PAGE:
For nearly a week after his brutal torture, in which he was forced to sit on his haunches for hours on end while junior officers beat him, he received no serious medical attention despite suffering from several shattered bones. When he was finally taken to a hospital in the city, gangrene had already consumed most of his legs, and they had to be removed.
Russian officials initially tried to keep a lid on the Sychyov incident, and the then defence minister Sergei Ivanov dismissed the allegations of abuse in the army. Eventually, one of the young man's doctors passed information about his condition along to a local human rights group, and the story gained national attention. One of his torturers, Alexander Sivyakov, was sentenced to four years in prison, while two other men received one year of probation.
Sychyov still requires a great deal of medical care, and the Russian government has agreed to pay his expenses. However, his sister, Marina Muffert, recently wrote a letter to the defense ministry, claiming that her brother's care was sub-standard. Sychyov was recently transferred to a hospital in Moscow, where he was supposed to receive a reconstructive operation that would allow him to have children. Muffert claims that Ivanov promised that Sychyov would receive this operation, but his successor has reneged, and doctors have refused to perform it. She said, as quoted on Newsru.com,
In the papers, government officials call us unscrupulous extortionists. Hey, they gave you money for healthcare, an apartment and such, what else do you want? But I am not ashamed. If the leaders of this idiotic country cannot bring order to it, then I am not ashamed. I just want happiness for my brother.Life in the Russian army is bleak, as conscripts endure horrific day-to-day conditions. In addition to inadequate food, housing, equipment and medical care, these men are often forced to do manual labor unrelated to their duties, like building summer homes for senior officers. Hazing, like that Sychyov was subjected to, is commonplace, and soldiers often die from beatings or other tortures. Some are even forced into becoming sex workers. In 2004, 50 soldiers were forced to stand out on a runway in their summer uniforms in January while their plane refueled in the Siberian city of Magadan; one died, and the rest were hospitalized, some suffering from severe pneumonia.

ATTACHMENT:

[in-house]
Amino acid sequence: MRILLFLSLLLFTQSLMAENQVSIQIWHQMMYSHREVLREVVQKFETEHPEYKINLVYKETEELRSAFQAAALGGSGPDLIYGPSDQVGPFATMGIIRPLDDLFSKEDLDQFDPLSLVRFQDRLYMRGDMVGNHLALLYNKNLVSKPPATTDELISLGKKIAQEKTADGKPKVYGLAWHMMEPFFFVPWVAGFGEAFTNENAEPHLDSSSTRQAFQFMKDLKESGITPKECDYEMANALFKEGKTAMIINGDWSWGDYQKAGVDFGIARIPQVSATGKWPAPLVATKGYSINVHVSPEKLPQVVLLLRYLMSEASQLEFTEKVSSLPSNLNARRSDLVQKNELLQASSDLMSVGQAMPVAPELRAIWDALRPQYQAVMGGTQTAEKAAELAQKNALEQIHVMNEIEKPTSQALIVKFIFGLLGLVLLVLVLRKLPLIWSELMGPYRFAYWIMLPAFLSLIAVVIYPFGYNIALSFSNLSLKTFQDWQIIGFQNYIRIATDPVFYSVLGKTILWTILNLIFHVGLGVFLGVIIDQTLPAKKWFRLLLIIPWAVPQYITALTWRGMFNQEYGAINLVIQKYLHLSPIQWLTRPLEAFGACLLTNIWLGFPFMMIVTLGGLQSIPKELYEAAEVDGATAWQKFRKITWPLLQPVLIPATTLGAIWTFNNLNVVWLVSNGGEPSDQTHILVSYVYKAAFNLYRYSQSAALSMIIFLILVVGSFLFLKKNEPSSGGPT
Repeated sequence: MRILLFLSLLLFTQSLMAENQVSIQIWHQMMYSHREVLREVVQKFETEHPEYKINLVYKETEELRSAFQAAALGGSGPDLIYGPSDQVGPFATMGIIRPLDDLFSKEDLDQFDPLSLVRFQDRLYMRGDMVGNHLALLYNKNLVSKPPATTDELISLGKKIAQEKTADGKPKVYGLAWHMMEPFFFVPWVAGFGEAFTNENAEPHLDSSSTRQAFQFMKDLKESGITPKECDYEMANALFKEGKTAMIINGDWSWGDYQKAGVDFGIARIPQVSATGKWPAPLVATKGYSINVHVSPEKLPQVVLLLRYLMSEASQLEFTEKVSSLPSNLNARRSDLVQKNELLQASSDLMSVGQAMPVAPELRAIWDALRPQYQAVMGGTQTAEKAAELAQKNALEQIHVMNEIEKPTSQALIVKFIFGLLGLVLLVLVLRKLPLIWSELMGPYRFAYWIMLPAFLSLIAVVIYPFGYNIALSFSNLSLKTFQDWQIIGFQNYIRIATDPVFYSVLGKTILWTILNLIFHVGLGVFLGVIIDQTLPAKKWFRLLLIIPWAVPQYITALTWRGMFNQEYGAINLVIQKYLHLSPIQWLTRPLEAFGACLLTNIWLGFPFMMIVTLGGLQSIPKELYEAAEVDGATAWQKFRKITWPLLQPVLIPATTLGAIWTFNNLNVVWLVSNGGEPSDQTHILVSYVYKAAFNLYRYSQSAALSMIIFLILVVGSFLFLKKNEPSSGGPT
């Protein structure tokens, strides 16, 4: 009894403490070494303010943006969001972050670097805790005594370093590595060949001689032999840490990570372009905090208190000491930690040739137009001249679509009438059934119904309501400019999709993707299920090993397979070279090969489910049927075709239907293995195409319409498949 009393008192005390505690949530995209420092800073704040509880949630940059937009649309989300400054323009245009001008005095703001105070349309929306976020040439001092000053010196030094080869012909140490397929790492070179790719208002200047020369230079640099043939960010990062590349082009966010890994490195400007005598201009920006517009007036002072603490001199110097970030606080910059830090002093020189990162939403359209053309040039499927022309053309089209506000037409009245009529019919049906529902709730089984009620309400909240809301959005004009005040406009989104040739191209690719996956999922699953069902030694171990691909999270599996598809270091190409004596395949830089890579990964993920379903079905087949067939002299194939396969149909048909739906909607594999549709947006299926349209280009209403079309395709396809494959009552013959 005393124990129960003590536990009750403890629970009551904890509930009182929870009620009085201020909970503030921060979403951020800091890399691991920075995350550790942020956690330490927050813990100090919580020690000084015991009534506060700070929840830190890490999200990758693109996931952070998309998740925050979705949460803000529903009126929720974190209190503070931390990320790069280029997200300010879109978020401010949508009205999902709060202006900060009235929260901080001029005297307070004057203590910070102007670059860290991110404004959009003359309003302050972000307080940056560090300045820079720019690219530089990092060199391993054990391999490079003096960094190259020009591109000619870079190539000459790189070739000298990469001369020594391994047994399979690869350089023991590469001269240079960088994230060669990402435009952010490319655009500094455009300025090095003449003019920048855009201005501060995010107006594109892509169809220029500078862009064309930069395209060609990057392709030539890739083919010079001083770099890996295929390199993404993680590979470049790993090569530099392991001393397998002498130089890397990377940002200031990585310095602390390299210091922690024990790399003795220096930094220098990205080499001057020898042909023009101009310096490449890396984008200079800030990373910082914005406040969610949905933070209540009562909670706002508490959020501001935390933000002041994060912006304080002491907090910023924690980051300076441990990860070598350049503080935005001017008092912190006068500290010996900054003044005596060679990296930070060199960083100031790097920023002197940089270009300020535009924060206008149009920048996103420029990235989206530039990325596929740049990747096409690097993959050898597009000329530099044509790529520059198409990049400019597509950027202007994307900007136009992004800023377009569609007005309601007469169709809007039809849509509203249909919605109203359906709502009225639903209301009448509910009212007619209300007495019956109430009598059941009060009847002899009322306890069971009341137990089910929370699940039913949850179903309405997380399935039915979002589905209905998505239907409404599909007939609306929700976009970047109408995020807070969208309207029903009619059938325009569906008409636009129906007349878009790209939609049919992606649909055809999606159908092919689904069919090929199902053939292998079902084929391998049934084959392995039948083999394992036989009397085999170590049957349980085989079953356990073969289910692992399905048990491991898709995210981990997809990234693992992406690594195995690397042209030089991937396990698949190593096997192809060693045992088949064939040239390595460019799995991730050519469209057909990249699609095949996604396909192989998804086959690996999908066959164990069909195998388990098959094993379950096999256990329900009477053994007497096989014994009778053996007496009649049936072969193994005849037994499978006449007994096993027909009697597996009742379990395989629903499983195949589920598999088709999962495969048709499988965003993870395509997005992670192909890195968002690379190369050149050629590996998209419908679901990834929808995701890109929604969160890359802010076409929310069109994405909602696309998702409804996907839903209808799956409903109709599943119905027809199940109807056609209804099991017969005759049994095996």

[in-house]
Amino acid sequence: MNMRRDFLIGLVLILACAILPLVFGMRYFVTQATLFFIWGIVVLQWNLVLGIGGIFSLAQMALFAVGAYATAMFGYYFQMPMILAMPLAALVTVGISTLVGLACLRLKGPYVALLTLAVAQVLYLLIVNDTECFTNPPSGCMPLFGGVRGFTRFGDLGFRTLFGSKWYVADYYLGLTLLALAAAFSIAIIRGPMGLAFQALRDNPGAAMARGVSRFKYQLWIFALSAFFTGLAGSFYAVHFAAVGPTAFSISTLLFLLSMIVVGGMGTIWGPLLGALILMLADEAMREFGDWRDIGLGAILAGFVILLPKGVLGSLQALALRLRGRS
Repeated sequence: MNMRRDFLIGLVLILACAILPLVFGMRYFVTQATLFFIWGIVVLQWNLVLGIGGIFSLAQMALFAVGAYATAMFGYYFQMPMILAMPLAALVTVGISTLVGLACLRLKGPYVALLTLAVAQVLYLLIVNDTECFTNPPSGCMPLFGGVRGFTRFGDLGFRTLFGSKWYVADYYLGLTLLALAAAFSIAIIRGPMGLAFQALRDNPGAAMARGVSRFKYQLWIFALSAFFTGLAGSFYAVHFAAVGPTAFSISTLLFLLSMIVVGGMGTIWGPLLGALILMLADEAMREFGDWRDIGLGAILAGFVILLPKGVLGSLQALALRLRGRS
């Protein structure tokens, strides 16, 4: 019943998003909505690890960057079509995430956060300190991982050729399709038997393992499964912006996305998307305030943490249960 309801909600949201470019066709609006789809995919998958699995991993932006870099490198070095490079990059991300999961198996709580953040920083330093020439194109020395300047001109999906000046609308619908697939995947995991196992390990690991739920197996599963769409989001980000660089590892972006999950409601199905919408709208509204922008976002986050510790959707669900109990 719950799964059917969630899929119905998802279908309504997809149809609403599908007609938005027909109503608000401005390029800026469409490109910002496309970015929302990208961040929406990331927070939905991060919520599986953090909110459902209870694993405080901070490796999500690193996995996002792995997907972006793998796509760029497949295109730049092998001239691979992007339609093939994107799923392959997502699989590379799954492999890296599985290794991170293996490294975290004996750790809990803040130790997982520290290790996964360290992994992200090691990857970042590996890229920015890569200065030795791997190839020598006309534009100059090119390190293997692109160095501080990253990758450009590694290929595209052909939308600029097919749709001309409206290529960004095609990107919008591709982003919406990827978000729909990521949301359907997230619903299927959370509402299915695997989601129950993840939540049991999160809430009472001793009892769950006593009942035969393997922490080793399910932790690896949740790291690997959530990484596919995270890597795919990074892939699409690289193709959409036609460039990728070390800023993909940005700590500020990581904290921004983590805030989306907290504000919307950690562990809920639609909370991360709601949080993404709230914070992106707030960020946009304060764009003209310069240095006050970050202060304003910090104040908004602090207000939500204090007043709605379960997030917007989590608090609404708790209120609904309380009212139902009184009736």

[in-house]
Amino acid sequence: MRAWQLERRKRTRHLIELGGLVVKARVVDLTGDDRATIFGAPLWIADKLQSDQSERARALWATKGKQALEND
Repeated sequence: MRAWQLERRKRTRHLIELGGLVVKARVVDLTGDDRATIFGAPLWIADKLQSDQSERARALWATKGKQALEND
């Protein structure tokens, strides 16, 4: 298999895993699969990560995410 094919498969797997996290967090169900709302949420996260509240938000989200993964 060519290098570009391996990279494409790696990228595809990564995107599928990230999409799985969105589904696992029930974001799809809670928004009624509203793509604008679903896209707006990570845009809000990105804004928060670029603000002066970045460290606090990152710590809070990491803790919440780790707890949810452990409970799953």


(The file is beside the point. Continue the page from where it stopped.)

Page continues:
Unable to cope with these stresses, many men resort to suicide - official statistics put the number at nearly 350 in 2007. The suicide rate of the Russian army is twice that of the American army; this even though the US has seen a steady rise in suicide cases since the start of the wars in Iraq and Afghanistan. Nearly half of all soldiers' deaths in Russia are the result of suicide, far outstripping combat fatalities or accidents. Many young men find ways to get around their military service, either by continuing their education or by bribing draft officials, usually leaving the poorest and least educated members of society for the army to take.